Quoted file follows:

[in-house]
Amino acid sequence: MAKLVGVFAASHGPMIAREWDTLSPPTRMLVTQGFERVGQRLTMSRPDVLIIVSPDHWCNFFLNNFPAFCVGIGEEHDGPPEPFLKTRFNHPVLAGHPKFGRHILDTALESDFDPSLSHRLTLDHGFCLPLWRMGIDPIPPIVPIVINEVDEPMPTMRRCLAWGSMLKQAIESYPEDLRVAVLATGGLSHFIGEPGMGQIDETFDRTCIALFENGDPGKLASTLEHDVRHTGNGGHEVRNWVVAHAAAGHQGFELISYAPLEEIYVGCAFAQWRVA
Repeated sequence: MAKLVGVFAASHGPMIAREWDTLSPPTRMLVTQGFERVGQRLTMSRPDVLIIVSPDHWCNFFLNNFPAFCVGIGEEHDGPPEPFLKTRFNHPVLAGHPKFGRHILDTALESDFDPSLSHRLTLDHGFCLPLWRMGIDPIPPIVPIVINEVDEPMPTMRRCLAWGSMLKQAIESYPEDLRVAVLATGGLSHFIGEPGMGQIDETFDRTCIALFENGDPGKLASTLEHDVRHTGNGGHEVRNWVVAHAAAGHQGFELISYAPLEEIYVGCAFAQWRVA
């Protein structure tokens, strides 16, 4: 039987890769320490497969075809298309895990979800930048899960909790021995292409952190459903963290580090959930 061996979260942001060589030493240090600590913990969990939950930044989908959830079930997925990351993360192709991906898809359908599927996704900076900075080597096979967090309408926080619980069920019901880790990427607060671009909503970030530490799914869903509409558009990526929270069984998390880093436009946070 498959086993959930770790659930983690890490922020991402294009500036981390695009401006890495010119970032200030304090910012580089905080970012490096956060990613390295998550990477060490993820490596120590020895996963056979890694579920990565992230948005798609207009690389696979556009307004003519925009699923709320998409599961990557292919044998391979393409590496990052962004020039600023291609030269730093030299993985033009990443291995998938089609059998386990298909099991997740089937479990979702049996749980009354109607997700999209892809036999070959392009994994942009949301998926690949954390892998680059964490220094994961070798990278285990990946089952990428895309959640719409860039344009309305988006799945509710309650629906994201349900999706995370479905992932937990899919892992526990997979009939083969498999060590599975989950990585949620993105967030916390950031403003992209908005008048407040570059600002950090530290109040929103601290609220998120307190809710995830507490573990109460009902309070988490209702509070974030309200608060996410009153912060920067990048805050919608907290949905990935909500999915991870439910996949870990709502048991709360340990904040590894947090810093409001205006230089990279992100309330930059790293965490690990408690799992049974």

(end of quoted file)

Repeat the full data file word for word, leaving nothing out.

[in-house]
Amino acid sequence: MAKLVGVFAASHGPMIAREWDTLSPPTRMLVTQGFERVGQRLTMSRPDVLIIVSPDHWCNFFLNNFPAFCVGIGEEHDGPPEPFLKTRFNHPVLAGHPKFGRHILDTALESDFDPSLSHRLTLDHGFCLPLWRMGIDPIPPIVPIVINEVDEPMPTMRRCLAWGSMLKQAIESYPEDLRVAVLATGGLSHFIGEPGMGQIDETFDRTCIALFENGDPGKLASTLEHDVRHTGNGGHEVRNWVVAHAAAGHQGFELISYAPLEEIYVGCAFAQWRVA
Repeated sequence: MAKLVGVFAASHGPMIAREWDTLSPPTRMLVTQGFERVGQRLTMSRPDVLIIVSPDHWCNFFLNNFPAFCVGIGEEHDGPPEPFLKTRFNHPVLAGHPKFGRHILDTALESDFDPSLSHRLTLDHGFCLPLWRMGIDPIPPIVPIVINEVDEPMPTMRRCLAWGSMLKQAIESYPEDLRVAVLATGGLSHFIGEPGMGQIDETFDRTCIALFENGDPGKLASTLEHDVRHTGNGGHEVRNWVVAHAAAGHQGFELISYAPLEEIYVGCAFAQWRVA
């Protein structure tokens, strides 16, 4: 039987890769320490497969075809298309895990979800930048899960909790021995292409952190459903963290580090959930 061996979260942001060589030493240090600590913990969990939950930044989908959830079930997925990351993360192709991906898809359908599927996704900076900075080597096979967090309408926080619980069920019901880790990427607060671009909503970030530490799914869903509409558009990526929270069984998390880093436009946070 498959086993959930770790659930983690890490922020991402294009500036981390695009401006890495010119970032200030304090910012580089905080970012490096956060990613390295998550990477060490993820490596120590020895996963056979890694579920990565992230948005798609207009690389696979556009307004003519925009699923709320998409599961990557292919044998391979393409590496990052962004020039600023291609030269730093030299993985033009990443291995998938089609059998386990298909099991997740089937479990979702049996749980009354109607997700999209892809036999070959392009994994942009949301998926690949954390892998680059964490220094994961070798990278285990990946089952990428895309959640719409860039344009309305988006799945509710309650629906994201349900999706995370479905992932937990899919892992526990997979009939083969498999060590599975989950990585949620993105967030916390950031403003992209908005008048407040570059600002950090530290109040929103601290609220998120307190809710995830507490573990109460009902309070988490209702509070974030309200608060996410009153912060920067990048805050919608907290949905990935909500999915991870439910996949870990709502048991709360340990904040590894947090810093409001205006230089990279992100309330930059790293965490690990408690799992049974």